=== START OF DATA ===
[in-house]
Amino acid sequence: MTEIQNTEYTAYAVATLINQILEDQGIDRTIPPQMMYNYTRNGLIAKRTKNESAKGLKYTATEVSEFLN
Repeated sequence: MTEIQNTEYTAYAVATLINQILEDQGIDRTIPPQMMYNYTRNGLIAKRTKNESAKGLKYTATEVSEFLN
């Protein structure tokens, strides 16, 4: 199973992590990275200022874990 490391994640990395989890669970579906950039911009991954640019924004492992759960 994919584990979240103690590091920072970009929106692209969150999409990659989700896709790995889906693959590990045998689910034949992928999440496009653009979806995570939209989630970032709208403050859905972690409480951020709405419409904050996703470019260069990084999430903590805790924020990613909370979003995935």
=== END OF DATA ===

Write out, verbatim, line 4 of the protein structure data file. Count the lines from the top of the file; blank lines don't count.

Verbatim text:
């Protein structure tokens, strides 16, 4: 199973992590990275200022874990 490391994640990395989890669970579906950039911009991954640019924004492992759960 994919584990979240103690590091920072970009929106692209969150999409990659989700896709790995889906693959590990045998689910034949992928999440496009653009979806995570939209989630970032709208403050859905972690409480951020709405419409904050996703470019260069990084999430903590805790924020990613909370979003995935």